I am reluctant to take the car to a Subaru dealer for cost reasons, & my trusted service shop don't want to tackle the problem ! They are good at the mechanics but not electricals. When my wifes car developed turn indicator problems, they said it required a new "stalk" at enormous cost. I had a look & replacement of a $10 relay under the bonnet (hood to you) fixed it.
 

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Discussion Starter #9
`I think I have narrowed down this problem to the steering wheel area. When the problem of "no central locking from key fobs" manifests itself, application of heat, aimed only at the steering-wheel nacelle (upper & lower covers removed), remedied the fault. This temporary cure was repeatable. I then replaced the Key Warning Switch & checked it's operation, but the intermittent re-appeared the next day !

When hot air was directed to the Keyless Control Unit or the Body Integrated Unit. the fault remained. I also cleaned & tightened the car battery posts, to no avail.

Today, I discovered that I can temporarily fix the problem by jiggling ,by hand, the taped-up mass of wiring looms around the lower part of the steering nacelle, near the ignition switch. This is NOT looking good!

I phoned Subaru spares, Sydney, only to be told that they do not supply workshop manuals, bulletins etc. to the public.What I need is a good & detailed explanation of the complex central-locking process, with wiring diagrams, etc. Can any good samaritan help me here, or direct me to a suitable site where I can purchase this info. ? Some DIY manual sites I've visited are for Nth. American versions of the Outback, which may not be suitable for the Australian model 3.0R premium OB.
 

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07 OBW 2.5i 4EAT; Eastern Ontario, Canada
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. . . Can any good samaritan help me here, or direct me to a suitable site where I can purchase this info. ? Some DIY manual sites I've visited are for Nth. American versions of the Outback, which may not be suitable for the Australian model 3.0R premium OB.
Agreed. However, the NA version might be close enough to use as a guide, and verify against the actual car as you go along. (Obviously, there will be the LHD/RHD reversal to take into account.)

The Subaru of America STIS site ( http://techinfo.subaru.com/index.html ) does require a subscription to download the many pdf files that make up the service manuals, and limits the rate to 50 files/hour, but it's doable in the minimum 72 hour window.

The application for a subscription requires entering an address, including State/Province (two characters). However, there's no indication that it would not work for an address outside the US or Canada, so it might be worth a try.
 

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Discussion Starter #11
Many thanks for this info. I will take it on-board. Yesterday, a cool cloudy day, the keyless entry (as usual) was dead. Went for a 30 min. drive with cabin heater on 22deg.C. Parked car- still no KE. One hour later when I returned, the KE worked normally. On arrival back home it was dead again, but after half an hour it worked, but was dead again later!!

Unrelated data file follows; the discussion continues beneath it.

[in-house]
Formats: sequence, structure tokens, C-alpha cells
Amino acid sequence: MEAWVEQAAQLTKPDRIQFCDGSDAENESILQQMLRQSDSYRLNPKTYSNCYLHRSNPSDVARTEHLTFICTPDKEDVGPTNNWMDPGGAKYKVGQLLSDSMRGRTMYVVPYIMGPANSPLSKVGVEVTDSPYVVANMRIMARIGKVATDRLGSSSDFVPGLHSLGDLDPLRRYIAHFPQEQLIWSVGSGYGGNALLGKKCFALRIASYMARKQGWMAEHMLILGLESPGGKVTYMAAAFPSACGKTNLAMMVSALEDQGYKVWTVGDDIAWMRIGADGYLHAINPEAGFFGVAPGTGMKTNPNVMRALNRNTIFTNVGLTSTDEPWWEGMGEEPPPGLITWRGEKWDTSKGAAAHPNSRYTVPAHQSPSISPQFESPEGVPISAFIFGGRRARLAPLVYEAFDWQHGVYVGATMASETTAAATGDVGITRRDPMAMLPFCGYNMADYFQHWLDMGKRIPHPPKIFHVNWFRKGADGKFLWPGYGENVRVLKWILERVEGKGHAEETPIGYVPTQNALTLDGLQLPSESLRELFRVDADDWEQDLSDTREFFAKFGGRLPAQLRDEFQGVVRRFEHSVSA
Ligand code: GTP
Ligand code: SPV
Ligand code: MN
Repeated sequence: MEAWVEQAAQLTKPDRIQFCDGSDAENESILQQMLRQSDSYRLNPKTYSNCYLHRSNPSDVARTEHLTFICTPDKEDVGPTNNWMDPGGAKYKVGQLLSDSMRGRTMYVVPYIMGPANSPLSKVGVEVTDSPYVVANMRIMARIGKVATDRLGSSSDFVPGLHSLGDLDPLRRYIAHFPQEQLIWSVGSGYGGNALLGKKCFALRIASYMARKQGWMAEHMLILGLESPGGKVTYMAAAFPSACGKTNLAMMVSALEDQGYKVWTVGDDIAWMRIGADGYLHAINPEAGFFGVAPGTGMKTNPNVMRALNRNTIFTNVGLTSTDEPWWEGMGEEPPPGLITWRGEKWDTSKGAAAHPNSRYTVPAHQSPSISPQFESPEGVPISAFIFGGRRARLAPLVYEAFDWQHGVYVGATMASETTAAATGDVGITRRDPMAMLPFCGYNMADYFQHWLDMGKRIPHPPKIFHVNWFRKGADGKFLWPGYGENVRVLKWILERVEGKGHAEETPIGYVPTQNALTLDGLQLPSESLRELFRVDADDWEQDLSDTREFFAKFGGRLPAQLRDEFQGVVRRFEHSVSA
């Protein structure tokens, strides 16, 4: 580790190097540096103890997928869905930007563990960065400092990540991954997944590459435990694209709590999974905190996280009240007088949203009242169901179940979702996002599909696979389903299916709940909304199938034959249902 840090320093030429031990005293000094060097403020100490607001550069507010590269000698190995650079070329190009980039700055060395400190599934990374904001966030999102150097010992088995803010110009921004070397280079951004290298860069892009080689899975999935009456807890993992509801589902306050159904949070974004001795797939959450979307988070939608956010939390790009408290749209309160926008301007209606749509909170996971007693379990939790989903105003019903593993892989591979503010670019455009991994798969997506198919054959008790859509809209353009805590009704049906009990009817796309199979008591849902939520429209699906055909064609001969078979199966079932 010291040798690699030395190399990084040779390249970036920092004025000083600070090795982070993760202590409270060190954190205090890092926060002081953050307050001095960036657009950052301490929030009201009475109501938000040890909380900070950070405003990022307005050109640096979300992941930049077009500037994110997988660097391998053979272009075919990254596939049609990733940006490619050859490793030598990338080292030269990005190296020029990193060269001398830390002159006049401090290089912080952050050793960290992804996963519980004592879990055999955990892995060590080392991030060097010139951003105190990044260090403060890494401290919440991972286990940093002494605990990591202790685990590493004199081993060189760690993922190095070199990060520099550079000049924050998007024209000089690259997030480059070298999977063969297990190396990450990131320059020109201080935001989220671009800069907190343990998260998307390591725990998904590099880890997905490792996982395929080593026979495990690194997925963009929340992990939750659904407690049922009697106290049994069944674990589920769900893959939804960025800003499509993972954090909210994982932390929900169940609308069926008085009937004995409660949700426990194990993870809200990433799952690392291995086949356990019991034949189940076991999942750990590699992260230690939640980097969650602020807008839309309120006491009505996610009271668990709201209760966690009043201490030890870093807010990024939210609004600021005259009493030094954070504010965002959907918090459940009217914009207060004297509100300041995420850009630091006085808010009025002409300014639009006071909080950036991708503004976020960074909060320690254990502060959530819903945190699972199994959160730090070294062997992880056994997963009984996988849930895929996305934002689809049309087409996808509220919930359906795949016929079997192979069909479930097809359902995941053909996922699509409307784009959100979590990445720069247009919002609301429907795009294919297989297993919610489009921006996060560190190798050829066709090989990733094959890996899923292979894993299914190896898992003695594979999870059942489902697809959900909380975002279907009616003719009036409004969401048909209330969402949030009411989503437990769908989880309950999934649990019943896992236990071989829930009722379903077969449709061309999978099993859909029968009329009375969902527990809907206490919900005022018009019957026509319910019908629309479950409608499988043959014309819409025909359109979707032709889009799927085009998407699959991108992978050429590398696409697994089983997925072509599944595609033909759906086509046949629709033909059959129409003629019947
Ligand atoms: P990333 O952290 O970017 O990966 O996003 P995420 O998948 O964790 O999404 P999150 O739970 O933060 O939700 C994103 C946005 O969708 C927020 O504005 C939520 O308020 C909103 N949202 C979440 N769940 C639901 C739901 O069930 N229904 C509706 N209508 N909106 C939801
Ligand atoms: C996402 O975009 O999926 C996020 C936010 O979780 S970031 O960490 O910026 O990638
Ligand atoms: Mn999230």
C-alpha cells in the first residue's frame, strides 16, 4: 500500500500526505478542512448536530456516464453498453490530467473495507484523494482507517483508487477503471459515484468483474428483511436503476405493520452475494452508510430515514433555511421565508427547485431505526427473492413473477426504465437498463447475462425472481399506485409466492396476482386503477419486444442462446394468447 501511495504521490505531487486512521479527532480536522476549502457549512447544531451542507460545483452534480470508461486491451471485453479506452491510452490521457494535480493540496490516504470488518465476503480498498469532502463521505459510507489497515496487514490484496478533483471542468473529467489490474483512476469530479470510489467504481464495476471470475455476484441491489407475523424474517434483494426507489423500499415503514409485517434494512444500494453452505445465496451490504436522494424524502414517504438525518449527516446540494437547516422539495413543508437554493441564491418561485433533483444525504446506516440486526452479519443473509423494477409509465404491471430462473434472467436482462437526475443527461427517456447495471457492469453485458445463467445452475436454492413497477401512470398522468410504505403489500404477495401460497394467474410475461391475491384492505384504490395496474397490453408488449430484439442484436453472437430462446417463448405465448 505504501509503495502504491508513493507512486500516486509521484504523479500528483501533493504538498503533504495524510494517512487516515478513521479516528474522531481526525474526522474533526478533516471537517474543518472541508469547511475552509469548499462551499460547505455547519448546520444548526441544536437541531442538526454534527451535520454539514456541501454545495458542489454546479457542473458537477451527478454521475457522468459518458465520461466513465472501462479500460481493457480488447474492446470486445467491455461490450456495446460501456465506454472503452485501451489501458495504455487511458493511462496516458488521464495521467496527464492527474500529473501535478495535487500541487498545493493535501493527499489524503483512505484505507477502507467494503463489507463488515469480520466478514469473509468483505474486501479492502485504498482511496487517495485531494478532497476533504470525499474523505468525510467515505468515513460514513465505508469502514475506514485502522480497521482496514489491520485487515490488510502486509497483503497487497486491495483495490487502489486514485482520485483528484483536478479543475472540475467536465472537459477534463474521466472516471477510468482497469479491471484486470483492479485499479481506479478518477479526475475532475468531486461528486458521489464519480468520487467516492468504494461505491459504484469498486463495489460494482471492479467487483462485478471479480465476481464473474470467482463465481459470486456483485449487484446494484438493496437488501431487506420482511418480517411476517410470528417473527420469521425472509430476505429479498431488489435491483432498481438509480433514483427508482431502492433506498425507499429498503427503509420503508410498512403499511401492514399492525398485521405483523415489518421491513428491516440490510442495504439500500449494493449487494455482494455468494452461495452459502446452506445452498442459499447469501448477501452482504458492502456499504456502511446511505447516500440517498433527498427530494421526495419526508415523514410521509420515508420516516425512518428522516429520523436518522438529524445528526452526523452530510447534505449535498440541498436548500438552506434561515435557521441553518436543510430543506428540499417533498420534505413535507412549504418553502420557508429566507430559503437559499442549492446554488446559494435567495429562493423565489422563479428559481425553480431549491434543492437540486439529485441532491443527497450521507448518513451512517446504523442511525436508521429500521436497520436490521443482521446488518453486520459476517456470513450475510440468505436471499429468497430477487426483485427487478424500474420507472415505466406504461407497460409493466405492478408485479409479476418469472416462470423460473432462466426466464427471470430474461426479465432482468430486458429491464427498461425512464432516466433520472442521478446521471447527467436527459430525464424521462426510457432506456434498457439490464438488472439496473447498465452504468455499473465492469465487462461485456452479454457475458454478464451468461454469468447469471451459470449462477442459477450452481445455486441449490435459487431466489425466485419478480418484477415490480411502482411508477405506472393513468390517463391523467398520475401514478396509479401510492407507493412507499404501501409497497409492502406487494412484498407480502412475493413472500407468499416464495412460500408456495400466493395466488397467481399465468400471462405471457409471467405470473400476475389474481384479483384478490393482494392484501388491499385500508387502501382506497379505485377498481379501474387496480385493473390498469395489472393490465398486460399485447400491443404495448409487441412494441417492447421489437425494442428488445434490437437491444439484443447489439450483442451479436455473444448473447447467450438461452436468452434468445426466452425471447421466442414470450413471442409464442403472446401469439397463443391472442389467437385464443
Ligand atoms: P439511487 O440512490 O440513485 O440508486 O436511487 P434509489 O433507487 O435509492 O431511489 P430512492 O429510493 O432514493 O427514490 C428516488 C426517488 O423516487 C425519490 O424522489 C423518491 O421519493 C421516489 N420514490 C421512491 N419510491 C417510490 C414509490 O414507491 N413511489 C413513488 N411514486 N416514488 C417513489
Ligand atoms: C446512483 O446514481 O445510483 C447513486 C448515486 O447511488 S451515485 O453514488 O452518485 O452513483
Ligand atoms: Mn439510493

Convinced fault is temperature related, somewhere behind the steering wheel. A mystery, but will keep sleuthing & post any findings.
 

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Many thanks for this info. I will take it on-board. Yesterday, a cool cloudy day, the keyless entry (as usual) was dead. Went for a 30 min. drive with cabin heater on 22deg.C. Parked car- still no KE. One hour later when I returned, the KE worked normally. On arrival back home it was dead again, but after half an hour it worked, but was dead again later!!

Convinced fault is temperature related, somewhere behind the steering wheel. A mystery, but will keep sleuthing & post any findings.
Been another year since last post but I'm having exactly the same issues and wondering if Alansville ever came up with a solution?

Mine works sometimes but not others and seems related to something or somewhere near the steering column and generally has a better chance of working after being operated for a while or at least moving the key to the "on" position.
 

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Hey mate, how do you know that the problem is not in the actuators themselves. These are a known problem with 3gen outbacks and liberties due to overuse of grease that gets into the motors which matches up with only working when it is hot. I recently fixed the ones on my friends outback, it cost me $7 for motors and they worked like new. Its not really difficult to get into them either, heaps of tutorials around. Maybe the fact that turning the key to on for a bit boosts power from the battery or something. If you have a multimeter you could test the wires that go to the actuators to see if it is the actuators are getting the right amount of voltage for the right time. The locking system is pretty simple and just sends power to the actuator for about 1 second and reverses polarity for locking/unlocking

Thanks. Darcey